The British and Indian governments will today announce the second phase of the UK-India Education and Research Initiative (UKIERI), originally launched in 2006.
The project takes account of India's aim to increase its student numbers from 13 million to about 40 million by 2020 - which will involve the creation of 800 new universities.
The second phase of UKIERI includes "a five-year strategic plan to transform leadership and management in Indian schools, higher education and further education institutions".
It follows a visit to India by David Cameron last July with a delegation that included David Willetts, the universities and science minister, and a number of British vice-chancellors.
The new phase covers four areas: the leadership programme; supporting "innovation partnerships" involving young academics and researchers from British and Indian universities; "developing skills capacity" in Indian vocational education; and "enhancing mobility of students and qualifications".
Mr Willetts said that India had "incredible ambitions" in higher education.
"It is keen to see its universities, particularly its new universities, partner with British universities," he told Times Higher Education.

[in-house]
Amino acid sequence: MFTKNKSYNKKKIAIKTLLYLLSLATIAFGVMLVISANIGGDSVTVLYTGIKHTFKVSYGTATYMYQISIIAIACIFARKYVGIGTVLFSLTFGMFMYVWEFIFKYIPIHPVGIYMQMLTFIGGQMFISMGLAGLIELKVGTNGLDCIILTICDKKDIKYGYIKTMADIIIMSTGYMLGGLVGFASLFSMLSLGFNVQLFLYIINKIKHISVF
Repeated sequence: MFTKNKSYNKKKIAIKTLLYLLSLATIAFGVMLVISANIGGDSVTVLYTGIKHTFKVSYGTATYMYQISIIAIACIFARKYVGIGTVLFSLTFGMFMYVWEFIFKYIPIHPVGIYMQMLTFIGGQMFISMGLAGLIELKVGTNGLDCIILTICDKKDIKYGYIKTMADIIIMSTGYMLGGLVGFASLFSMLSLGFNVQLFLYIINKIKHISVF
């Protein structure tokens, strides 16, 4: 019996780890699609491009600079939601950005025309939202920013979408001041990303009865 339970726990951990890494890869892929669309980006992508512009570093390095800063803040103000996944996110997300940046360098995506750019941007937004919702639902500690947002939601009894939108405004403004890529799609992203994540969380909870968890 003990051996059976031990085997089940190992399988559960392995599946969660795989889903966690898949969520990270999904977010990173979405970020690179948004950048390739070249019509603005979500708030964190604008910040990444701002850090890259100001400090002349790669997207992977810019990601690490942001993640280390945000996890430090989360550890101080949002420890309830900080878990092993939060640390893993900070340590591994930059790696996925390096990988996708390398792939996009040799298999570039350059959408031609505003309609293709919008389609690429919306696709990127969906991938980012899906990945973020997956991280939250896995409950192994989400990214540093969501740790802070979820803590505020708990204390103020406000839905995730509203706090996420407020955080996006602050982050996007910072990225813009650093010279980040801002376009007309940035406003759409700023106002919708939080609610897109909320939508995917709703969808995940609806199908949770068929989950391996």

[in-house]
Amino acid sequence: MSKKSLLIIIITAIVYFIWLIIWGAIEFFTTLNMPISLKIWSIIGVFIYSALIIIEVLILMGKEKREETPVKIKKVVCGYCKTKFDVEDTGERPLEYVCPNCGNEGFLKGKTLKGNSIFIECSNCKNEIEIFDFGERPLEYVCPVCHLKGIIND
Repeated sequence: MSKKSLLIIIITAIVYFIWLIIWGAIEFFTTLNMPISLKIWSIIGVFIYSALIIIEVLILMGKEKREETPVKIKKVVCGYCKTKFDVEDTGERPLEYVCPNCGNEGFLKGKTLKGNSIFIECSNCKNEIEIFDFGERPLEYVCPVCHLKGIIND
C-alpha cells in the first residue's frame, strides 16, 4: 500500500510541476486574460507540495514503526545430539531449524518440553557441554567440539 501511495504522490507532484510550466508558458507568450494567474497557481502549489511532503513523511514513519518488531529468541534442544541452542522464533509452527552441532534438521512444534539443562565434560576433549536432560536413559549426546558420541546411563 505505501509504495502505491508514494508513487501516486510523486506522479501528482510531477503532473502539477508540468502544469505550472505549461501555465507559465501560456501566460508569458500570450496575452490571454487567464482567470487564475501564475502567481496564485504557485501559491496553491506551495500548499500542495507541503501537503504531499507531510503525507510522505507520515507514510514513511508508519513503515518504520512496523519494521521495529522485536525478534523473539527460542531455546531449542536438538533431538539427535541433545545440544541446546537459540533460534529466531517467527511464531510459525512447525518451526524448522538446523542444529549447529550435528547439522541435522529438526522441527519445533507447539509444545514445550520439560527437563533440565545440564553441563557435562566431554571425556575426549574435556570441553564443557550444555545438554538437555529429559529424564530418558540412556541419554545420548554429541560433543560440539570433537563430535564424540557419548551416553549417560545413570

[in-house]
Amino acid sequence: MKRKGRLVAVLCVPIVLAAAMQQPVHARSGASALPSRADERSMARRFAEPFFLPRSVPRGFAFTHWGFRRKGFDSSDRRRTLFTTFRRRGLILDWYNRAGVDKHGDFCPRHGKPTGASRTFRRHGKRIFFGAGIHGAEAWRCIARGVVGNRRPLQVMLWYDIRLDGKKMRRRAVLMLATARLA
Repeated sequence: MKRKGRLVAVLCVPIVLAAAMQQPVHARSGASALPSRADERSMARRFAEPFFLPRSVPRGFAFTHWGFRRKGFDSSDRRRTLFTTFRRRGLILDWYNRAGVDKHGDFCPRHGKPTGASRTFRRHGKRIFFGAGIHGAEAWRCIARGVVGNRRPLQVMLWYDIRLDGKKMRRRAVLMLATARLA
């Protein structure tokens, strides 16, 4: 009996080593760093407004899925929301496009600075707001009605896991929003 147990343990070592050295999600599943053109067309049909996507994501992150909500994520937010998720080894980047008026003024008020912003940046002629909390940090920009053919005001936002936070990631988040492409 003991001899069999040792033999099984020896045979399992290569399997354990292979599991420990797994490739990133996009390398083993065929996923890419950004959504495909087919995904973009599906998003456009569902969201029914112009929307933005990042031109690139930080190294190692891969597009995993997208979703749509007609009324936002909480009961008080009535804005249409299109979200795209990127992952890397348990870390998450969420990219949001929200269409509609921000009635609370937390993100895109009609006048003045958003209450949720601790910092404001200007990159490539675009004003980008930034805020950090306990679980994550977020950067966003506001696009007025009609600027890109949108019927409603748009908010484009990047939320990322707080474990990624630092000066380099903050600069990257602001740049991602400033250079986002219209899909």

"I think the whole basis for our relationship is one of mutual respect, one in which we want British students to study in India as well as Indian students studying in Britain."
He added that the UK could make a "big contribution" to helping India raise enrolments.
A spokesman for the Department for Business, Innovation and Skills said that in addition to the £5 million annual funding from the two governments, the coalition was "anticipating that business will invest".
Paul Marshall, chief executive of the 1994 Group, said the announcement was "an excellent example of what can be achieved when the government and the sector work together with business towards shared strategic aims".